- Which means at least from a governance standpoint, we're in much the same boat as Ed Yong's description of the U.S., with our leaders lacking any willingness to ensure a collective response to a social problem. And Karl Nerenberg writes that the Libs' fiscal update pays lip service to COVID while failing to address ventilation as a core determinant of community spread. 

- David Dayen warns against causing severe and immediate deprivation for large number of people by cutting off supports in the name of making a marginal dent in the far less important issue of inflation. Solani Kolhatkar recognizes that the main source of price increases has been corporate exploitation. And David Macdonald points out there are plenty of other options to address inflation by managing prices rather than abandoning the people who most need help.   

- Alfred McCoy discusses the global unrest we can expect if we don't succeed in reining in catastrophic climate change. Ben Phillips discusses how gross inequalities are spurring widespread human rights violations and democratic backsliding, while Gabrielle Canon notes that people already faced with homelessness end up bearing the brunt of extreme weather events. And Diane Coyle writes about the need to start measuring our social progress in terms of well-being rather than GDP and investor moods. 

- Rebecca Leber writes about the move in New York and other jurisdictions to eliminate natural gas distribution as a building standard. And Leanna First-Arai rightly questions the claim that crypto mining somehow serves as solution to climate destruction, rather than a generator of unnecessary pollution which exacerbates the problem.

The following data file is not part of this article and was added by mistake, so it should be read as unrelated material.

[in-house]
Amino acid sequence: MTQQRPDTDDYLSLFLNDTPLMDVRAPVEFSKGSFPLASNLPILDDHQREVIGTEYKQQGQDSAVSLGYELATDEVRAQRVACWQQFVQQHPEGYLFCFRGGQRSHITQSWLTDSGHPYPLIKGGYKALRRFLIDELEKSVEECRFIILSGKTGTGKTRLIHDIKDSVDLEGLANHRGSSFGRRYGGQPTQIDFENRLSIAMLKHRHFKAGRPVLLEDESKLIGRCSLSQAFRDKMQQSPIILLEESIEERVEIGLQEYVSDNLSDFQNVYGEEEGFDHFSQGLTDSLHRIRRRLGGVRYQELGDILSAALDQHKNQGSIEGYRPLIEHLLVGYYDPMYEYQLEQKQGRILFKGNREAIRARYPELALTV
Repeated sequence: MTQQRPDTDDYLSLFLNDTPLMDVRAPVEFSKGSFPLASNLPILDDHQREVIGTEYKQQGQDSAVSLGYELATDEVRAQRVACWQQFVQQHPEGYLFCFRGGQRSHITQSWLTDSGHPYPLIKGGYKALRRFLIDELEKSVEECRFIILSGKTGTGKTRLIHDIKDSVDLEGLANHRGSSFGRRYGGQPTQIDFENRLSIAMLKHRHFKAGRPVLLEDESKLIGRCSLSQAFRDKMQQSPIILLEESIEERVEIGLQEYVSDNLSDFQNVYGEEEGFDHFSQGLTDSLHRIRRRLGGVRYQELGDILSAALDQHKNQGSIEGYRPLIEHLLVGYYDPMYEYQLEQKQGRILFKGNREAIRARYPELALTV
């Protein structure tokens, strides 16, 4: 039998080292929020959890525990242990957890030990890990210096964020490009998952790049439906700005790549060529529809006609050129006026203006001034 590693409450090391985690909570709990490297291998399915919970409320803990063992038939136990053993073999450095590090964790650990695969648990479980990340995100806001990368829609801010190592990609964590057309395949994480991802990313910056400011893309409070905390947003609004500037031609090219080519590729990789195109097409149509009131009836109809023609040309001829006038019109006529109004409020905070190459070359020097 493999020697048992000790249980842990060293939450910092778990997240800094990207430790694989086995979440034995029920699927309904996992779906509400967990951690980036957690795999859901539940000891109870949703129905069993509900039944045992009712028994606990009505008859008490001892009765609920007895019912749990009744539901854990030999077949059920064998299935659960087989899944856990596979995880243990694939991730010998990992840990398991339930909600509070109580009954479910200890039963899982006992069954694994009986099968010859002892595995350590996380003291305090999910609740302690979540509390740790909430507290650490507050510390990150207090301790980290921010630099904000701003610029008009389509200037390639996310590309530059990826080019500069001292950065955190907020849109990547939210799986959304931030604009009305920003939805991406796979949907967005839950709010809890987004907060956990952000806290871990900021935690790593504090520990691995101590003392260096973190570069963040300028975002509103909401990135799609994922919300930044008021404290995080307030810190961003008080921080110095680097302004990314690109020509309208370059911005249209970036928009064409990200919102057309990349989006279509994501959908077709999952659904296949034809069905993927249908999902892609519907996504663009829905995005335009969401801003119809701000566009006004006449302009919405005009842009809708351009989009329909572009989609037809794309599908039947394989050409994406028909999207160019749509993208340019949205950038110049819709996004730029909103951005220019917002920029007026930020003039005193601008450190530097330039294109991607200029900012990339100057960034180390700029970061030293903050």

- Finally, Asha Banerjee et al. examine the broad effects of unionization, and find important benefits going far beyond the workplace. And Anna North writes about the culture that has left so many people continuing to muddle through work even in the midst of multiple crises - and severe dangers to their own health and well-being. 

Thursday, December 16, 2021

Thursday Morning Links

This and that for your Thursday reading.

- David Wallace-Wells discusses the alarming warning indicators from our still-developing understanding of the Omicron COVID variant. Nazeem Muhajarine writes about the importance of booster vaccines in limiting the damage, while Wallis Snowdon reports on the justified frustration of Alberta doctors faced with Jason Kenney's choice to relax public health rules and increase community spread. And Joseph Allen offers some updates to the COVID playbook which should be applied this winter.